These preliminary results raise the following comments: Many Gravettian burials have been excavated in Italy and the Czech Republic, but France has so far been very poor in Gravettian human fossils. The most significant anthropological documentations remain those of l'abri Pataud (Dordogne) where six very fragmentary individuals dating to approximately 20 000 BP were uncovered between 1958 and 1963. (Movius 1975)
The human remains from the Grotte de Cussac help bridge this gap and are currently the most complete skeletons and the oldest found in France in a Gravettian context. This is the first time in Europe that the contemporaneity of deposits, probably intentional, discovered in a cave decorated with parietal (wall) engravings may be considered and a relationship between rock art and funerary practices could be discussed.
L'abri du Cap Blanc in France, the grotte de Romito and the grotte du Cavillon in Italy whose walls were adorned with sculptures and carvings, have certainly delivered primary burials, but their contemporaneity with the cave art works has not been demonstrated (Castel and Chadelas, 2000, Fabbri et al, 1989, Vicino and Simone, 1976).
While it is premature without further field investigation to compare the Cussac sets of human remains with other graves in Europe, it must be stressed that its originality is the surface deposition of the unprotected bodies of several individuals. Indeed, in most cases, European Upper Paleolithic burials and in particular those corresponding to the Gravettian involve burial (Henry-Gambier, 2001). These remarks underscore the uniqueness of this discovery and the interest of a thorough study of these anthropological remains for a better knowledge of the Upper Paleolithic European populations and their funerary behaviors.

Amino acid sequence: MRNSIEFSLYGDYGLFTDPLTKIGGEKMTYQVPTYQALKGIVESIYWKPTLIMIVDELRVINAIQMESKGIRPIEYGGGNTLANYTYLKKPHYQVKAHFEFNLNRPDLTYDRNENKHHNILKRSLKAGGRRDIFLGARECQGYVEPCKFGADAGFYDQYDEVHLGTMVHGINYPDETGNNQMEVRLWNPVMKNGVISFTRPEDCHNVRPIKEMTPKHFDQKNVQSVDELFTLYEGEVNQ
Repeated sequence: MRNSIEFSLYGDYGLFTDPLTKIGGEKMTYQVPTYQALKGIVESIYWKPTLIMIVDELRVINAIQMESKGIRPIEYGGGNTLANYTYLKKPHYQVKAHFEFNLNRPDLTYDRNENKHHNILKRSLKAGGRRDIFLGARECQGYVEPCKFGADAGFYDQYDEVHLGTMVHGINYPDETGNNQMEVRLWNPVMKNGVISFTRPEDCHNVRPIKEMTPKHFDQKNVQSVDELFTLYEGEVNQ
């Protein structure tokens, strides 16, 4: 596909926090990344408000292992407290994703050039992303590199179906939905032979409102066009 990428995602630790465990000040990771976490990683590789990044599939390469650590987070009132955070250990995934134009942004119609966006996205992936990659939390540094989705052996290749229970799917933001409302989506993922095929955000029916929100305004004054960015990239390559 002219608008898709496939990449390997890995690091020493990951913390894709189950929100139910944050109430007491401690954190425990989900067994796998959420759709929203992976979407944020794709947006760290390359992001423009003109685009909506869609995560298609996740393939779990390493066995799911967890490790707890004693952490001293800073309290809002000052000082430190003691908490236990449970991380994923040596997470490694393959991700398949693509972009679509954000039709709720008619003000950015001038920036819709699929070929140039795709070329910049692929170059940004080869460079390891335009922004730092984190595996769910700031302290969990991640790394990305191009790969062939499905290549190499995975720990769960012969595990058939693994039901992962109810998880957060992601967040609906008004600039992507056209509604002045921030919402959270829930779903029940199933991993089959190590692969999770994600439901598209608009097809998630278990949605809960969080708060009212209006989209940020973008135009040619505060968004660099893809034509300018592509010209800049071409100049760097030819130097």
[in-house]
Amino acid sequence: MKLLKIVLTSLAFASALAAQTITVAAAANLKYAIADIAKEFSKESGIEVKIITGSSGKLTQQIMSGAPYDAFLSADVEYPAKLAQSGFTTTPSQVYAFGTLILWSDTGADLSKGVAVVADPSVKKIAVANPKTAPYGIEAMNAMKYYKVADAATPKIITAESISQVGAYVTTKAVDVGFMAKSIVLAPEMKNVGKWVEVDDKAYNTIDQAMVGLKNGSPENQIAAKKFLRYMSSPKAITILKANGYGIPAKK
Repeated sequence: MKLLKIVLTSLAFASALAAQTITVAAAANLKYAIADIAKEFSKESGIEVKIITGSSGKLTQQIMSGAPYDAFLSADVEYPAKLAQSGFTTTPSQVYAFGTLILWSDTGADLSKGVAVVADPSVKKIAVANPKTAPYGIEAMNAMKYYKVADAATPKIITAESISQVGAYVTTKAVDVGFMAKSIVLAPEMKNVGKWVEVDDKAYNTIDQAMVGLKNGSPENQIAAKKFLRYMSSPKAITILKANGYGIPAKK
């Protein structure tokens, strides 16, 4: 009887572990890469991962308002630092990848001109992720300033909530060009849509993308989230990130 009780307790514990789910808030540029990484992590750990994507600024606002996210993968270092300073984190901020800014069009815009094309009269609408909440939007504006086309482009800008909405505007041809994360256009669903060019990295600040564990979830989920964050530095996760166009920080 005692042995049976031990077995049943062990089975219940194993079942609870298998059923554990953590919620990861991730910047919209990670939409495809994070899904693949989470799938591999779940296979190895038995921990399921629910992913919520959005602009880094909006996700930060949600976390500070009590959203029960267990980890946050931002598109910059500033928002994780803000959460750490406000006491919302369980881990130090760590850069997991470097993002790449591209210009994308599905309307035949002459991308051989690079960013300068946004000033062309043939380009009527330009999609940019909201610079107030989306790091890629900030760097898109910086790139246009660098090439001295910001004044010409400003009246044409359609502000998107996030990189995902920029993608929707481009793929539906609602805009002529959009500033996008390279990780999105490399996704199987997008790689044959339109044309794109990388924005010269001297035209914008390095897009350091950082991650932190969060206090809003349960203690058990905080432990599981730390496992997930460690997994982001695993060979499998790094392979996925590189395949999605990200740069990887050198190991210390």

This discovery goes far beyond simply increasing the parietal wealth of the Périgord. Apart from the aesthetic aspect, which certainly will lead to the development of media applications that may make these stories accessible to the general public, the interest in this site is primarily archaeological. The rock art of Cussac has great originality, while retaining a degree of uniformity. But by the graphic conventions and Gravettian themes reproduced here, the major character of this evidence lies in its ability to get a better understanding of all the sanctuaries spread over the Quercy area. These preliminary data suggest the existence of a quasi-contemporaneity between parietal art and funerary activities, in the broadest sense of the term, and could open a new chapter in the possible interpretations of the motivations that prompted the men of the Paleolithic to enter the underground environment.
As a first step and in close collaboration with M. Delluc, we were asked to establish an inventory of the archaeological site, both parietal works and other human artefacts. In a second phase, it will be necessary to proceed to the planning and management of the very anthropic development sectors, which is currently beyond the reach of the observer.
After this first sequence of interventions, more extensive thematic research will require a strengthening of the multidisciplinary team which has already contributed much. The interpretation of the chronological relationships between the Cussac burials and the wall art which seems to be closely associated with it, will be based on the possibilities of absolute and relative dating of a variety of elements that should then be correlated with each other.